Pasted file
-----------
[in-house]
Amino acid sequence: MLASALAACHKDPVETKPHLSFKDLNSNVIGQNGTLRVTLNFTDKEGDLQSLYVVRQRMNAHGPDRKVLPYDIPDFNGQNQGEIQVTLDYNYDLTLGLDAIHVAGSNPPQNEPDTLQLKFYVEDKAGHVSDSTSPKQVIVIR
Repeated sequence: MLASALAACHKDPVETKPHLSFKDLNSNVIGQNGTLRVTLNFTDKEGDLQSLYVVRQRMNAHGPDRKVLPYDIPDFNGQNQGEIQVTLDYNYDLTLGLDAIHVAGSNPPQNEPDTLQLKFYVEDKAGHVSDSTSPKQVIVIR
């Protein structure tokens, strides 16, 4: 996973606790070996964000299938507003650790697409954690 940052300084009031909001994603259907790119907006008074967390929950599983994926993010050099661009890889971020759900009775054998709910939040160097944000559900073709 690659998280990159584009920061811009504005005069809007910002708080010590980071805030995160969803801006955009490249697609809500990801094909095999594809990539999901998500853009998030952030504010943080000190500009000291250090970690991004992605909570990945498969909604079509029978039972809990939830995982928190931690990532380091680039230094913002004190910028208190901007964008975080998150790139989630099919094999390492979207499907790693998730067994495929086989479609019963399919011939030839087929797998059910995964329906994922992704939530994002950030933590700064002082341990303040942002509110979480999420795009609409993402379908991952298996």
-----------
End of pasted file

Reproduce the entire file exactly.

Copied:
[in-house]
Amino acid sequence: MLASALAACHKDPVETKPHLSFKDLNSNVIGQNGTLRVTLNFTDKEGDLQSLYVVRQRMNAHGPDRKVLPYDIPDFNGQNQGEIQVTLDYNYDLTLGLDAIHVAGSNPPQNEPDTLQLKFYVEDKAGHVSDSTSPKQVIVIR
Repeated sequence: MLASALAACHKDPVETKPHLSFKDLNSNVIGQNGTLRVTLNFTDKEGDLQSLYVVRQRMNAHGPDRKVLPYDIPDFNGQNQGEIQVTLDYNYDLTLGLDAIHVAGSNPPQNEPDTLQLKFYVEDKAGHVSDSTSPKQVIVIR
């Protein structure tokens, strides 16, 4: 996973606790070996964000299938507003650790697409954690 940052300084009031909001994603259907790119907006008074967390929950599983994926993010050099661009890889971020759900009775054998709910939040160097944000559900073709 690659998280990159584009920061811009504005005069809007910002708080010590980071805030995160969803801006955009490249697609809500990801094909095999594809990539999901998500853009998030952030504010943080000190500009000291250090970690991004992605909570990945498969909604079509029978039972809990939830995982928190931690990532380091680039230094913002004190910028208190901007964008975080998150790139989630099919094999390492979207499907790693998730067994495929086989479609019963399919011939030839087929797998059910995964329906994922992704939530994002950030933590700064002082341990303040942002509110979480999420795009609409993402379908991952298996």